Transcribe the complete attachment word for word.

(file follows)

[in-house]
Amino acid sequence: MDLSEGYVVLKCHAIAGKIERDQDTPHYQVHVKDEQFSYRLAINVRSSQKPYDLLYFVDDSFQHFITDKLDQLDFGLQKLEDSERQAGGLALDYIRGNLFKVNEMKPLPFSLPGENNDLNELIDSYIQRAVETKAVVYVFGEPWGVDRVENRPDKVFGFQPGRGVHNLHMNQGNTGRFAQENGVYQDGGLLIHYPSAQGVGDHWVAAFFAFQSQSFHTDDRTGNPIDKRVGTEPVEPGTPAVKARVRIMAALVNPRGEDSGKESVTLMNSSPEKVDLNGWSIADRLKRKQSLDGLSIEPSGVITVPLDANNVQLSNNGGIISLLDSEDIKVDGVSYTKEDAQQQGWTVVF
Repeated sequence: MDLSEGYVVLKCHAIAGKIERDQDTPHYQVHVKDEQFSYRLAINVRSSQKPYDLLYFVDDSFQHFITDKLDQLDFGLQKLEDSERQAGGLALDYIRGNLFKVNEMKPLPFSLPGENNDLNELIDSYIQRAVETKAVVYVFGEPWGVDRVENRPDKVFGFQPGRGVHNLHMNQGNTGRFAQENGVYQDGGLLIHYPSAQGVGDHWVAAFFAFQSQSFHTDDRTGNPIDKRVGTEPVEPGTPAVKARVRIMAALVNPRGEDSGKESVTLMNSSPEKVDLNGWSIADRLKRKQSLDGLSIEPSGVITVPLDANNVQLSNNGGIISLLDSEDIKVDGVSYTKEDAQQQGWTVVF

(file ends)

[in-house]
Amino acid sequence: MDLSEGYVVLKCHAIAGKIERDQDTPHYQVHVKDEQFSYRLAINVRSSQKPYDLLYFVDDSFQHFITDKLDQLDFGLQKLEDSERQAGGLALDYIRGNLFKVNEMKPLPFSLPGENNDLNELIDSYIQRAVETKAVVYVFGEPWGVDRVENRPDKVFGFQPGRGVHNLHMNQGNTGRFAQENGVYQDGGLLIHYPSAQGVGDHWVAAFFAFQSQSFHTDDRTGNPIDKRVGTEPVEPGTPAVKARVRIMAALVNPRGEDSGKESVTLMNSSPEKVDLNGWSIADRLKRKQSLDGLSIEPSGVITVPLDANNVQLSNNGGIISLLDSEDIKVDGVSYTKEDAQQQGWTVVF
Repeated sequence: MDLSEGYVVLKCHAIAGKIERDQDTPHYQVHVKDEQFSYRLAINVRSSQKPYDLLYFVDDSFQHFITDKLDQLDFGLQKLEDSERQAGGLALDYIRGNLFKVNEMKPLPFSLPGENNDLNELIDSYIQRAVETKAVVYVFGEPWGVDRVENRPDKVFGFQPGRGVHNLHMNQGNTGRFAQENGVYQDGGLLIHYPSAQGVGDHWVAAFFAFQSQSFHTDDRTGNPIDKRVGTEPVEPGTPAVKARVRIMAALVNPRGEDSGKESVTLMNSSPEKVDLNGWSIADRLKRKQSLDGLSIEPSGVITVPLDANNVQLSNNGGIISLLDSEDIKVDGVSYTKEDAQQQGWTVVF